My first day at AC

By Hamza Hashem (UWCAC 2015-2017)

It was a deceivingly sunny 17th of August, and after visiting a family friend in Llantwit I was off to what I was having trouble realizing would be my home for the next two years. My brother to my left and my dad up front with the taxi driver, we drove, nearing Atlantic College not knowing what to expect.

I’m not sure what I noticed first, the crowd or the screams, but it all came really fast and really heavy. A group of at least 80 students surrounded the car screaming, banging pots and waving flags. I reluctantly opened my window to show a bit of appreciation and acknowledgement, but really I just had no idea what to do – my awkward wave was probably not the right way to go. We drove down the driveway and were chased a bit by students asking which house I was in. ‘Pentti Kouri’ (PK) was my answer and I found myself exactly there after a few seconds. I had mixed feelings about the first wave of students, but the very personal swarm of PK students that met me at the taxi was definitely very overwhelming. Talking to names I would forgot and faces I would confuse for weeks to come, I got to know the natural friendliness of our community –a friendliness that snatches your suitcase and cooks you Norwegian Waffles.

Forgetting my dad and brother, I wandered off bewildered, following my suitcase to wherever they were taking it -with the occasional stop to react to an enthusiastic greeting. Eventually, i found myself being led into a room labelled dorm 5, where a second year pointed to the third bed (of 4) explaining that that one was mine. I specifically remember him stating that it was the best bed, as it was the last one anyone saw when opening the door to our room. I decided to leave unpacking for later. Mainly because I realized that I had just completely abandoned my family and partly because one of my roommates had walked in and the thought of one on one conversation scared me.

Regrouping with my dad and brother, a Norwegian student (Victoria) and a Swede (Adam), who I thought was Turkish for some reason, offered to take us for a tour. Starting with the beautiful castle, they guided us through the school’s seven gigantic lawns all the way down to the seaside, all the while I just stared in awe -and my dad took photos. On our way down we even got to see a film crew that was using the Atlantic College fields and castle as a platform for its film ‘The Bastard’s Executioner’. Pretty cool. Reaching the shore, it was just as special as the rest of it, and that means something coming from someone who lives on the Red Sea. We took a couple pictures down there and headed back up where I eventually said my final goodbyes and watched the only other Saudi Arabians in a 5 mile radius drive off.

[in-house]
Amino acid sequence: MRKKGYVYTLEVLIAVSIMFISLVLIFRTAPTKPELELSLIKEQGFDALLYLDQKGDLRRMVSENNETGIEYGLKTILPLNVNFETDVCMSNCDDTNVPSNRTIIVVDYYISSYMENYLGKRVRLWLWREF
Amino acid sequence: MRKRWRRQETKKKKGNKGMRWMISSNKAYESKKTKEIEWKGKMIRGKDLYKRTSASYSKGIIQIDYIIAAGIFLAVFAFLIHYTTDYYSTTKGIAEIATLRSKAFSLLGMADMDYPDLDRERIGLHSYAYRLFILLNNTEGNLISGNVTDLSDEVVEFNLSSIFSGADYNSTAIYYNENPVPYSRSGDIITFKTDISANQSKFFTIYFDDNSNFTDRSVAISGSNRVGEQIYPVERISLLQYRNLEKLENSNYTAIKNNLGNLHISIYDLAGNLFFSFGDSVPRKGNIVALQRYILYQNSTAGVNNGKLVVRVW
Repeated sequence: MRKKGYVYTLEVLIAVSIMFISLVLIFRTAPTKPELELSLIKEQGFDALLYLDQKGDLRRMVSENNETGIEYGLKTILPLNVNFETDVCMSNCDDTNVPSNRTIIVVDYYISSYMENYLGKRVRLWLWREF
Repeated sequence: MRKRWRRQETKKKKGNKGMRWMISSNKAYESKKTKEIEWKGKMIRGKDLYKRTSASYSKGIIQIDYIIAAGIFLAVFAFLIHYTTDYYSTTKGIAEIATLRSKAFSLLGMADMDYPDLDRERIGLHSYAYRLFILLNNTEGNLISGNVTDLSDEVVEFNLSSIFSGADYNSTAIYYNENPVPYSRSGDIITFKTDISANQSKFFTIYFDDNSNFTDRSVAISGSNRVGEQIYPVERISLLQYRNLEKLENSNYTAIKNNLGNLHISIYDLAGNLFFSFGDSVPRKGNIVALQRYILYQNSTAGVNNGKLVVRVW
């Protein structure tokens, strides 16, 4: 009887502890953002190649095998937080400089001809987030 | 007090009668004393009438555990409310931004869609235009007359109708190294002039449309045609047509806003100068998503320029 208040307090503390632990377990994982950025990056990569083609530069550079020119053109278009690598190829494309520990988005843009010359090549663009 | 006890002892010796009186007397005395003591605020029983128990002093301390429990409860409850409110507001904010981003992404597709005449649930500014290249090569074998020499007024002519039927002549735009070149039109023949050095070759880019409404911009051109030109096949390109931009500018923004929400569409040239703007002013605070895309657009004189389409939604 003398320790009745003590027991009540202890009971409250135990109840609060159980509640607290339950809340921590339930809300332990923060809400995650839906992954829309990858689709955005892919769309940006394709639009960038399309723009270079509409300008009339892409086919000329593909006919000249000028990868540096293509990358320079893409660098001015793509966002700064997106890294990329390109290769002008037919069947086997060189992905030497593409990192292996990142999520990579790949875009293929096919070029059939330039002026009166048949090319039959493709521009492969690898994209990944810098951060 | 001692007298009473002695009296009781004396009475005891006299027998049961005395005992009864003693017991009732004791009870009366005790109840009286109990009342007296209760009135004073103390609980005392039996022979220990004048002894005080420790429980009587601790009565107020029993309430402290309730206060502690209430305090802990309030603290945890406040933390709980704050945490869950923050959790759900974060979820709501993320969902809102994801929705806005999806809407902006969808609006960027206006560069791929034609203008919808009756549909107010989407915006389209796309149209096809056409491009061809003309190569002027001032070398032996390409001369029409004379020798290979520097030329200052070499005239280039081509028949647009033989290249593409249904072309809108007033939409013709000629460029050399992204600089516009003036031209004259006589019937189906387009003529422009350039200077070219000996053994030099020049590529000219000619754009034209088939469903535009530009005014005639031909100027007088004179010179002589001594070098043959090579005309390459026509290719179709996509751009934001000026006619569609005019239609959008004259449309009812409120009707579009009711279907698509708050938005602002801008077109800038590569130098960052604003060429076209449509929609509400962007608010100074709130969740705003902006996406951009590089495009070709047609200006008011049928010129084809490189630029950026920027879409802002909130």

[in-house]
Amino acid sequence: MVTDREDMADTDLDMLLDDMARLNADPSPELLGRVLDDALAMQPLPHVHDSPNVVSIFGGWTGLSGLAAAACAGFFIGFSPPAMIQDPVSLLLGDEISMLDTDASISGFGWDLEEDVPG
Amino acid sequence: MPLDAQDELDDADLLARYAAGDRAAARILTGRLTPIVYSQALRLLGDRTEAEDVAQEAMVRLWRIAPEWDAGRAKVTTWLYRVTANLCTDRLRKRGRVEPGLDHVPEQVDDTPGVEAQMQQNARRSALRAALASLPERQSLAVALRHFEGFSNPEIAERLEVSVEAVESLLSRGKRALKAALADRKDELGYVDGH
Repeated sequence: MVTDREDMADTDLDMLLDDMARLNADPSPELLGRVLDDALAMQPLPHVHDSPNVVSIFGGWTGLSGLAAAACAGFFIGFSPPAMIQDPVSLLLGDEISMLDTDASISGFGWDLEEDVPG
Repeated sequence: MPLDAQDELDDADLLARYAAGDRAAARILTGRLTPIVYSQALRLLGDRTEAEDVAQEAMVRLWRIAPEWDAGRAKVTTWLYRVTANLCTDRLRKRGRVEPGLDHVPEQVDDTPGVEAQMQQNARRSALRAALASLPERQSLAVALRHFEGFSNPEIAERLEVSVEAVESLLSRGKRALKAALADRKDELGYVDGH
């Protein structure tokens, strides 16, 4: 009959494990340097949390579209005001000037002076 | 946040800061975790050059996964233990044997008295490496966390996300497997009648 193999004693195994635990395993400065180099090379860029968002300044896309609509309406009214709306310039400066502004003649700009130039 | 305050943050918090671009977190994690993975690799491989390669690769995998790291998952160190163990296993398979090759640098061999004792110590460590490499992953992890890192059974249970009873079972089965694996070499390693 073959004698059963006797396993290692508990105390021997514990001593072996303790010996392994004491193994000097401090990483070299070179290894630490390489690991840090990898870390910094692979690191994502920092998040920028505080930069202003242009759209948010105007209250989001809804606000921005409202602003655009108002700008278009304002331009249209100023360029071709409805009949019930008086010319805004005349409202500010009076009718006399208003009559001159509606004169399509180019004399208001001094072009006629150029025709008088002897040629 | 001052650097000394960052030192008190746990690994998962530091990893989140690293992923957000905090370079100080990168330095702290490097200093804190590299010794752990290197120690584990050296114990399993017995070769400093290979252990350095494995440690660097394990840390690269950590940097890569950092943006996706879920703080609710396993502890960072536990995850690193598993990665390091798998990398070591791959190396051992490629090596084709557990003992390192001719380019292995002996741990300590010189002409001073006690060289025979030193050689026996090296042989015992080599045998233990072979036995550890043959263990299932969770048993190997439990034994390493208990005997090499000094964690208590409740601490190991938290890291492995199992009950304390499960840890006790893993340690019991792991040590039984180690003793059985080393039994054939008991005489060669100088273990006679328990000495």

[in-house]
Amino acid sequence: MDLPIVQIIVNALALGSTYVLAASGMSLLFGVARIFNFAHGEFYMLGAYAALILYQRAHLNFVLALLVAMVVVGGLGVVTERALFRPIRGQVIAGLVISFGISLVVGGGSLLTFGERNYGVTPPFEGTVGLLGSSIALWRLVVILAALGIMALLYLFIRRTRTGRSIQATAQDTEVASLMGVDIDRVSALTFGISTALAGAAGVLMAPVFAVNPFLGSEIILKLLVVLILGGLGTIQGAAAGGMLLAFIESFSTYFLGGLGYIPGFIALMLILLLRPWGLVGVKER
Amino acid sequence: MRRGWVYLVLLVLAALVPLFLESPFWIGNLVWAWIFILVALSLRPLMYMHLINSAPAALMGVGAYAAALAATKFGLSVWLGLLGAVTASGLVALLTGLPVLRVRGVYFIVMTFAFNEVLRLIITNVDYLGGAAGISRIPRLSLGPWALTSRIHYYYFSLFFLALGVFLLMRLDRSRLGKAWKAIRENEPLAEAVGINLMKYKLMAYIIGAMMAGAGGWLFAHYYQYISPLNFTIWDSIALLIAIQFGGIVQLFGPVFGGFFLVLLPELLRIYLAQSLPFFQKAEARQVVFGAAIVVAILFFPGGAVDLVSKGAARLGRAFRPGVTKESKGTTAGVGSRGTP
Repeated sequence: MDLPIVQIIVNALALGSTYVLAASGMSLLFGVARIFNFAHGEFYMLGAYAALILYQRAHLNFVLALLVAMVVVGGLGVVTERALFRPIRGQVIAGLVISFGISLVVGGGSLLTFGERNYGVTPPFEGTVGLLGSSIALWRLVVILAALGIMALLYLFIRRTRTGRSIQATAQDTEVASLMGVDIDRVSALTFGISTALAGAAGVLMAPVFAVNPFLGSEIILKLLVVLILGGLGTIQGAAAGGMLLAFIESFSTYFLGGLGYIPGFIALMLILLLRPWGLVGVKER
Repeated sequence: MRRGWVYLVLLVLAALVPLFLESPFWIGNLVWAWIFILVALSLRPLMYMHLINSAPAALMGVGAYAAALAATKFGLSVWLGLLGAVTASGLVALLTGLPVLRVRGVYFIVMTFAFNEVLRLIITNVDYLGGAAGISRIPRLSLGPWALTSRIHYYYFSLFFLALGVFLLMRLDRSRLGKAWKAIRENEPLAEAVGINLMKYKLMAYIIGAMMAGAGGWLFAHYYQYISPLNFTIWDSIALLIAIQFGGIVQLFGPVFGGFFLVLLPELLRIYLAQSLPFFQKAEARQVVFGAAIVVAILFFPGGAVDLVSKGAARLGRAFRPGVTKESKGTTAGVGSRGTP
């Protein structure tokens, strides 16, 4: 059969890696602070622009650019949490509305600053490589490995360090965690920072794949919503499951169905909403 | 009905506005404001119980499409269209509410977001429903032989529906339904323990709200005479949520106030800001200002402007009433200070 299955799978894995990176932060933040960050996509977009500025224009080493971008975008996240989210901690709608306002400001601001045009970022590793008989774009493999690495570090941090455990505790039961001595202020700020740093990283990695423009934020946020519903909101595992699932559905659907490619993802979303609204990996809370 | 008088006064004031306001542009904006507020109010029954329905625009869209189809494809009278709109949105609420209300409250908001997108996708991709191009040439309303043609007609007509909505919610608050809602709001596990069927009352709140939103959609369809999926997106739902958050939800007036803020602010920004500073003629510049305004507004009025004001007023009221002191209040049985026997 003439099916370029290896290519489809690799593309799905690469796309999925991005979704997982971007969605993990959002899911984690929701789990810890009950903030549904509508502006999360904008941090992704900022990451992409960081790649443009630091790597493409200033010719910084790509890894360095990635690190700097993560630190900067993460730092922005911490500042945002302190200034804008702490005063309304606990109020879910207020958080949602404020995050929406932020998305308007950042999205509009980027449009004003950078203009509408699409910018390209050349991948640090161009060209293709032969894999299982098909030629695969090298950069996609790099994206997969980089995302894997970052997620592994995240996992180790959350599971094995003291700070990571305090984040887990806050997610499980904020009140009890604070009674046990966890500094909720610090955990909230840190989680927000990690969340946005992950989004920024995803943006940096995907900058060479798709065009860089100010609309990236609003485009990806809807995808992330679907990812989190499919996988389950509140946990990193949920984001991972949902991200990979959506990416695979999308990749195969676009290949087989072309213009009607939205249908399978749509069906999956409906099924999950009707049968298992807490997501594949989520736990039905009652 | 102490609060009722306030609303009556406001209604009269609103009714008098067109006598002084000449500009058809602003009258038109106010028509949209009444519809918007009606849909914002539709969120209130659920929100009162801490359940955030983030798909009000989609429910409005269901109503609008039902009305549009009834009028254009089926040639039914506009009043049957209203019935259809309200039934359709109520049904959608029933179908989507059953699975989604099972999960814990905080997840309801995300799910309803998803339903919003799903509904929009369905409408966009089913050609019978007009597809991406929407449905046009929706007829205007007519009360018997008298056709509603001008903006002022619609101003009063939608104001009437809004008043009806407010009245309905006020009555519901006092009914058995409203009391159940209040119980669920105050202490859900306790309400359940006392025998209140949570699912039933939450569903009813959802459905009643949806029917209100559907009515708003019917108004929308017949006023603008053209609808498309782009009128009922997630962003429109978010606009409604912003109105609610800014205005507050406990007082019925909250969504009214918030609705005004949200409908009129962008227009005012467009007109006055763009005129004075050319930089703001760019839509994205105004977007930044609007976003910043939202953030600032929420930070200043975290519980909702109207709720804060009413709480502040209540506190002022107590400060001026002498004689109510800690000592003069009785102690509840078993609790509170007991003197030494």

The rest of the day was just a blur of movement and excitement. The first bus of students arriving from Heathrow Airport reached us at 4pm, and we were ready. With the pots, flags and loud voices back out, it seemed as if everyone on campus was throwing a very loud party around a 50 person transport vehicle. And when the bus doors opened the screaming didn’t seize. Crowds erupted as first year students leaving the bus announced the houses they were assigned to. Groups of Second years with banners swarmed every student emerging from the bus in celebration. Snatching their bags and taking them back for a taste of Norwegian Waffles -or maybe that was just my house. 

Between buses and dinner in the ‘Harry Potter’ like dining hall, we had free time to play the traditional UWC games like Qwa, Ninja, Bang and my personal favorite; The Wrestling Game. If you don’t know how those games work you might want to find out -you’re missing out.

I must say it was an overwhelmingly magnificent day, and by the end of it we were all exhausted. Swiftly falling asleep in my new -quite comfortable- bed, I wondered how my roommates would react to me waking up at 6am to pray.


6 thoughts on “My first day at AC

  1. Classic indoctrinated program! Love bombing, overwhelming acceptance and joyful reception! Long days of nonstop activities, and games. National dress and national dance recitals and food fares. Village meetings, community service, and IB demands! Campus chores, house chores, and CAS! In depth questioning of everything you know to be true and replaced with new uniform UWC way of thinking. New UWC language and new UWC family. You will soon say, “home is where the heart is” and your heart will belong to UWC. You will no longer belong to your country or your family. The result of sleep deprivation, stress, poor quality food, and bad weather quickly erodes the mental stability. It is not by chance that UWC seeks out teens 16-19 for this purpose. Easy to indoctrinate and convert to UWC warriors for their cause. Problem is, many will be damaged for life. Is it worth it? Check out UWCMENTALHEALTHREFORM on Facebook. Do not be fooled by smiling faces doing community service and cultural dances. There is a lot of pain caused by this program.

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